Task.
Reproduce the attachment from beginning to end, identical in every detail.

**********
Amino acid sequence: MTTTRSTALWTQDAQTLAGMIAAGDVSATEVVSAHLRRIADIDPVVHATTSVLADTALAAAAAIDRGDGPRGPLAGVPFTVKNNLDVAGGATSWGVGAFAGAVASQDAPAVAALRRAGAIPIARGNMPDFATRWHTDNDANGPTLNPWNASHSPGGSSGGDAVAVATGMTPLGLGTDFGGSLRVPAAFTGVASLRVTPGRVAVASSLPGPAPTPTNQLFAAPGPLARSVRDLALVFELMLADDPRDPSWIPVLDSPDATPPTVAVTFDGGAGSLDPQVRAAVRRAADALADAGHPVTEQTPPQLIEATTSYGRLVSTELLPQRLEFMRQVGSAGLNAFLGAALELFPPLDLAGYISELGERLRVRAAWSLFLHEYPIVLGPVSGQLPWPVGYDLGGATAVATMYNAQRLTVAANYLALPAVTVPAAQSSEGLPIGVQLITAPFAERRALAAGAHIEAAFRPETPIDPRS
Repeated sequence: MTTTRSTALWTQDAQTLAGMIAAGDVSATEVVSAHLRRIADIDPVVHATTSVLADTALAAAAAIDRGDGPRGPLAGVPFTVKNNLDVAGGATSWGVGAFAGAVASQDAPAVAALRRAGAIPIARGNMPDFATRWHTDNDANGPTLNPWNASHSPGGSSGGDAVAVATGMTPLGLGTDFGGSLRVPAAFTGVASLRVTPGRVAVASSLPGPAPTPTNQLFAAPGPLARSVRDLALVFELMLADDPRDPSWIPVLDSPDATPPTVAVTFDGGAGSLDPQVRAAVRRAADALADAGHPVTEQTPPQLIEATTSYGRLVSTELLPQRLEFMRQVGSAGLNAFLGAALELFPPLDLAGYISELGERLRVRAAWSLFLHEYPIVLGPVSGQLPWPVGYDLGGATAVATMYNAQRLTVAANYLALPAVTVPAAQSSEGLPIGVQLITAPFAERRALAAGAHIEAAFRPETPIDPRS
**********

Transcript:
Amino acid sequence: MTTTRSTALWTQDAQTLAGMIAAGDVSATEVVSAHLRRIADIDPVVHATTSVLADTALAAAAAIDRGDGPRGPLAGVPFTVKNNLDVAGGATSWGVGAFAGAVASQDAPAVAALRRAGAIPIARGNMPDFATRWHTDNDANGPTLNPWNASHSPGGSSGGDAVAVATGMTPLGLGTDFGGSLRVPAAFTGVASLRVTPGRVAVASSLPGPAPTPTNQLFAAPGPLARSVRDLALVFELMLADDPRDPSWIPVLDSPDATPPTVAVTFDGGAGSLDPQVRAAVRRAADALADAGHPVTEQTPPQLIEATTSYGRLVSTELLPQRLEFMRQVGSAGLNAFLGAALELFPPLDLAGYISELGERLRVRAAWSLFLHEYPIVLGPVSGQLPWPVGYDLGGATAVATMYNAQRLTVAANYLALPAVTVPAAQSSEGLPIGVQLITAPFAERRALAAGAHIEAAFRPETPIDPRS
Repeated sequence: MTTTRSTALWTQDAQTLAGMIAAGDVSATEVVSAHLRRIADIDPVVHATTSVLADTALAAAAAIDRGDGPRGPLAGVPFTVKNNLDVAGGATSWGVGAFAGAVASQDAPAVAALRRAGAIPIARGNMPDFATRWHTDNDANGPTLNPWNASHSPGGSSGGDAVAVATGMTPLGLGTDFGGSLRVPAAFTGVASLRVTPGRVAVASSLPGPAPTPTNQLFAAPGPLARSVRDLALVFELMLADDPRDPSWIPVLDSPDATPPTVAVTFDGGAGSLDPQVRAAVRRAADALADAGHPVTEQTPPQLIEATTSYGRLVSTELLPQRLEFMRQVGSAGLNAFLGAALELFPPLDLAGYISELGERLRVRAAWSLFLHEYPIVLGPVSGQLPWPVGYDLGGATAVATMYNAQRLTVAANYLALPAVTVPAAQSSEGLPIGVQLITAPFAERRALAAGAHIEAAFRPETPIDPRS